Secondary to Primary Steel Truss Connection Detail
This is a CAD dwg drawing of a Secondary to Primary Steel Truss Connection Detail. A flat slab or roof PRATT ‘N’ type secondary truss is connected to a primary steel truss with a moment resisting endplate connection.
Trusses with top and bottom chords of HEB220 section profiles. Pratt trusses with SHS100x5.0mm vertical and diagonal truss members whereas the primary truss introduces an HEB220 vertical member at the centerline of the connection. Secondary truss connection with a bolted endplate welded onto a verical HEB220 section profile, positioned at the centerline of the connection as a primary truss vertical member.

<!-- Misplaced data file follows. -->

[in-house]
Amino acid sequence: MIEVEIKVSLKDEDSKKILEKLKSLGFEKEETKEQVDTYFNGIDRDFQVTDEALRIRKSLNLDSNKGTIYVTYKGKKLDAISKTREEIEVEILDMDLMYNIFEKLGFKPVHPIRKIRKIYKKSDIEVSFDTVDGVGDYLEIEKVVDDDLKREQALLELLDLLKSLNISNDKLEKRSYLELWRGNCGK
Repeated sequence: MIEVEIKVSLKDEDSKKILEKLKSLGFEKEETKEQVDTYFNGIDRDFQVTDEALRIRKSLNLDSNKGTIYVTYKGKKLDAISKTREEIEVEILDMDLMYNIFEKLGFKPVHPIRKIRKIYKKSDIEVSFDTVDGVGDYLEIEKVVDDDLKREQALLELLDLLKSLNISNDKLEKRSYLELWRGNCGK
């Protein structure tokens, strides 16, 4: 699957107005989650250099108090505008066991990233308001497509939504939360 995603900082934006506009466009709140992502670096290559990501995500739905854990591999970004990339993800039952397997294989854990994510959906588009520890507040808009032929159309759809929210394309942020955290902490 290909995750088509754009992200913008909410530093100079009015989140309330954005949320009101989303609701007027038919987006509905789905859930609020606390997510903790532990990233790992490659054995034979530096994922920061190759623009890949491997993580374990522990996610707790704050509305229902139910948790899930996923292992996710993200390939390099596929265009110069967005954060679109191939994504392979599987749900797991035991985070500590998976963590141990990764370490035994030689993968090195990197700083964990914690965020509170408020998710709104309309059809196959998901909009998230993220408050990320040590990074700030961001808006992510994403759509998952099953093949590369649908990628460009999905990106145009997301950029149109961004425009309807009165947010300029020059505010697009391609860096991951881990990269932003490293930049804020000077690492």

Floor or roof trusses, are commonly used in order to achieve large spans for creating large open space areas. Instead of large heavy primary girder beams, with very large profile sections, trusses also reduce the cost per steel unit weight of the construction. In cases where a grid column is to be omitted ( example large hangar door openings ), then a Primary truss needs to be introduced to support the slab or roof truss which in turn becomes a secondary truss. The primary truss needs to have at least the same or larger depth as the secondary truss and needs to carry the complete loads that are delivered through the secondary truss.
Size of the truss and truss members depend on the loading conditions, design criteria as well as architectural restrictions. By enlarging the truss overall depth, greater loads can be achieved but in some cases this is not feasible due to architectural restrictions. Variations of truss depth and truss members can achieve the desired loading requirements, th